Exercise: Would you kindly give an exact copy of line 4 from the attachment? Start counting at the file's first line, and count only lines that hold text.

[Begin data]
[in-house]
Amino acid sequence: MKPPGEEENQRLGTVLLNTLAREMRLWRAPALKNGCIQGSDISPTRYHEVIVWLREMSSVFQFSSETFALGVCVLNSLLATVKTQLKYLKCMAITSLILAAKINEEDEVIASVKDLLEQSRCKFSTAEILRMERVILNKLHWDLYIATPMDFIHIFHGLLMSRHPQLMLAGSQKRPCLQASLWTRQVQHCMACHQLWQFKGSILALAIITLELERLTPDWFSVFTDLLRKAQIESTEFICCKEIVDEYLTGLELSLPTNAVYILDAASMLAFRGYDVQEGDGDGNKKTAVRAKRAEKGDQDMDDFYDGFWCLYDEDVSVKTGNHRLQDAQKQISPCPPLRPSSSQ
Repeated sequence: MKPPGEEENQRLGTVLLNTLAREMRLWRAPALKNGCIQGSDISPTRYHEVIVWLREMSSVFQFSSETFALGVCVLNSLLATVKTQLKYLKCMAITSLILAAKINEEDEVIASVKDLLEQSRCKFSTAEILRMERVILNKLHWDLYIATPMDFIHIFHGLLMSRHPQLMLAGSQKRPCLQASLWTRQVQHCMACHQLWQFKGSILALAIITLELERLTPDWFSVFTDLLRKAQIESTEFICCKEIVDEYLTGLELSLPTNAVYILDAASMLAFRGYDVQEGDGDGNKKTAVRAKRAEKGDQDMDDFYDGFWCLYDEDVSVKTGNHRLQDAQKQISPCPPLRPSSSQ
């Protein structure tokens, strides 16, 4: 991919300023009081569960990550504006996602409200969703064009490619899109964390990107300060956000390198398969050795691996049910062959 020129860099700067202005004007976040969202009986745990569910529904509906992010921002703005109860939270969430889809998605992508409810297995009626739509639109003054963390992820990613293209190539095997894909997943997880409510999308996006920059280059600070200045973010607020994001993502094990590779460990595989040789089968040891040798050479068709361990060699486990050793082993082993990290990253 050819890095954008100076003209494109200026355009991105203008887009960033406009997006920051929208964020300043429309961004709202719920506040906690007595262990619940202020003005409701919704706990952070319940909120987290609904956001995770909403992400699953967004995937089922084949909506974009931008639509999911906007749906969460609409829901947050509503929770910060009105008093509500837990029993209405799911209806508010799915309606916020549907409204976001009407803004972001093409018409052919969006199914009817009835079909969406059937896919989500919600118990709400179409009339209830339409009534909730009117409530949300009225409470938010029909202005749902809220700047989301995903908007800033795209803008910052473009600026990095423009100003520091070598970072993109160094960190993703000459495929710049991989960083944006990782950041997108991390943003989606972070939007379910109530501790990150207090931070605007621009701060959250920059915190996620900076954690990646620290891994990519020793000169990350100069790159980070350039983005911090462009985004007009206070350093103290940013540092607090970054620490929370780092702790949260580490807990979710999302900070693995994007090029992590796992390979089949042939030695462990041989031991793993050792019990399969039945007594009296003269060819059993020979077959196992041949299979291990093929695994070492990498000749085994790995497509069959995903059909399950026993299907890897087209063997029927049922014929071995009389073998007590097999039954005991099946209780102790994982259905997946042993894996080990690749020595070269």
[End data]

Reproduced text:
């Protein structure tokens, strides 16, 4: 991919300023009081569960990550504006996602409200969703064009490619899109964390990107300060956000390198398969050795691996049910062959 020129860099700067202005004007976040969202009986745990569910529904509906992010921002703005109860939270969430889809998605992508409810297995009626739509639109003054963390992820990613293209190539095997894909997943997880409510999308996006920059280059600070200045973010607020994001993502094990590779460990595989040789089968040891040798050479068709361990060699486990050793082993082993990290990253 050819890095954008100076003209494109200026355009991105203008887009960033406009997006920051929208964020300043429309961004709202719920506040906690007595262990619940202020003005409701919704706990952070319940909120987290609904956001995770909403992400699953967004995937089922084949909506974009931008639509999911906007749906969460609409829901947050509503929770910060009105008093509500837990029993209405799911209806508010799915309606916020549907409204976001009407803004972001093409018409052919969006199914009817009835079909969406059937896919989500919600118990709400179409009339209830339409009534909730009117409530949300009225409470938010029909202005749902809220700047989301995903908007800033795209803008910052473009600026990095423009100003520091070598970072993109160094960190993703000459495929710049991989960083944006990782950041997108991390943003989606972070939007379910109530501790990150207090931070605007621009701060959250920059915190996620900076954690990646620290891994990519020793000169990350100069790159980070350039983005911090462009985004007009206070350093103290940013540092607090970054620490929370780092702790949260580490807990979710999302900070693995994007090029992590796992390979089949042939030695462990041989031991793993050792019990399969039945007594009296003269060819059993020979077959196992041949299979291990093929695994070492990498000749085994790995497509069959995903059909399950026993299907890897087209063997029927049922014929071995009389073998007590097999039954005991099946209780102790994982259905997946042993894996080990690749020595070269």